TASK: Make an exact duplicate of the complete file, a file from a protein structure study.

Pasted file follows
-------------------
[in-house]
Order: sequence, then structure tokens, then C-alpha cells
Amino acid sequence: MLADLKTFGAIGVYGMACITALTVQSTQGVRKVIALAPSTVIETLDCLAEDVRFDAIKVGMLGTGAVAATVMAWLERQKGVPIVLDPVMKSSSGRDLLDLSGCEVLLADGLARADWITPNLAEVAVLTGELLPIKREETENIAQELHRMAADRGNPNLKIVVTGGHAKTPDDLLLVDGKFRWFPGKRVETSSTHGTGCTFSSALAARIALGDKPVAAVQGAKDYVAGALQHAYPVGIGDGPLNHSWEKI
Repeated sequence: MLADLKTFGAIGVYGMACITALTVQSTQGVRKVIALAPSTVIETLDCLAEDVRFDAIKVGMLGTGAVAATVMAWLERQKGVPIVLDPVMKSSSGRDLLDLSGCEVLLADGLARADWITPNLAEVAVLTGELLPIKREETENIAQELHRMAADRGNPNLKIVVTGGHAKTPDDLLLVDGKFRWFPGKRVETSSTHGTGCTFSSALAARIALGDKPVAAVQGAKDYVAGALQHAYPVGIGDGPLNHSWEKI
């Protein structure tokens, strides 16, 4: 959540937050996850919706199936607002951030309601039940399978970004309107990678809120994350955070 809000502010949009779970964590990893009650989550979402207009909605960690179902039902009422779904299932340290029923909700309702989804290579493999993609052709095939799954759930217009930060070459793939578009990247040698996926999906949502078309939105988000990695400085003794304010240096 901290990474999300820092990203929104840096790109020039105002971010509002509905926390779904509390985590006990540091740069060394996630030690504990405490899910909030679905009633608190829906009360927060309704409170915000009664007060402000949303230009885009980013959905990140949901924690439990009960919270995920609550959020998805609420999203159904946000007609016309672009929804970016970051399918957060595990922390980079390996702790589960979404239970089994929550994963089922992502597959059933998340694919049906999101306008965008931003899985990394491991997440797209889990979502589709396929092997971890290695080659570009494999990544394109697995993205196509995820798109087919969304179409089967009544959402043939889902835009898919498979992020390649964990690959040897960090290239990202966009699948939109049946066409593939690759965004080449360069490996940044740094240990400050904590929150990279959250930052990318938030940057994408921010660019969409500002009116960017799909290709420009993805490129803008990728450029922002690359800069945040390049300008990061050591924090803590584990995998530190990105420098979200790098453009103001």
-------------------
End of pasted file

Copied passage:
[in-house]
Order: sequence, then structure tokens, then C-alpha cells
Amino acid sequence: MLADLKTFGAIGVYGMACITALTVQSTQGVRKVIALAPSTVIETLDCLAEDVRFDAIKVGMLGTGAVAATVMAWLERQKGVPIVLDPVMKSSSGRDLLDLSGCEVLLADGLARADWITPNLAEVAVLTGELLPIKREETENIAQELHRMAADRGNPNLKIVVTGGHAKTPDDLLLVDGKFRWFPGKRVETSSTHGTGCTFSSALAARIALGDKPVAAVQGAKDYVAGALQHAYPVGIGDGPLNHSWEKI
Repeated sequence: MLADLKTFGAIGVYGMACITALTVQSTQGVRKVIALAPSTVIETLDCLAEDVRFDAIKVGMLGTGAVAATVMAWLERQKGVPIVLDPVMKSSSGRDLLDLSGCEVLLADGLARADWITPNLAEVAVLTGELLPIKREETENIAQELHRMAADRGNPNLKIVVTGGHAKTPDDLLLVDGKFRWFPGKRVETSSTHGTGCTFSSALAARIALGDKPVAAVQGAKDYVAGALQHAYPVGIGDGPLNHSWEKI
């Protein structure tokens, strides 16, 4: 959540937050996850919706199936607002951030309601039940399978970004309107990678809120994350955070 809000502010949009779970964590990893009650989550979402207009909605960690179902039902009422779904299932340290029923909700309702989804290579493999993609052709095939799954759930217009930060070459793939578009990247040698996926999906949502078309939105988000990695400085003794304010240096 901290990474999300820092990203929104840096790109020039105002971010509002509905926390779904509390985590006990540091740069060394996630030690504990405490899910909030679905009633608190829906009360927060309704409170915000009664007060402000949303230009885009980013959905990140949901924690439990009960919270995920609550959020998805609420999203159904946000007609016309672009929804970016970051399918957060595990922390980079390996702790589960979404239970089994929550994963089922992502597959059933998340694919049906999101306008965008931003899985990394491991997440797209889990979502589709396929092997971890290695080659570009494999990544394109697995993205196509995820798109087919969304179409089967009544959402043939889902835009898919498979992020390649964990690959040897960090290239990202966009699948939109049946066409593939690759965004080449360069490996940044740094240990400050904590929150990279959250930052990318938030940057994408921010660019969409500002009116960017799909290709420009993805490129803008990728450029922002690359800069945040390049300008990061050591924090803590584990995998530190990105420098979200790098453009103001």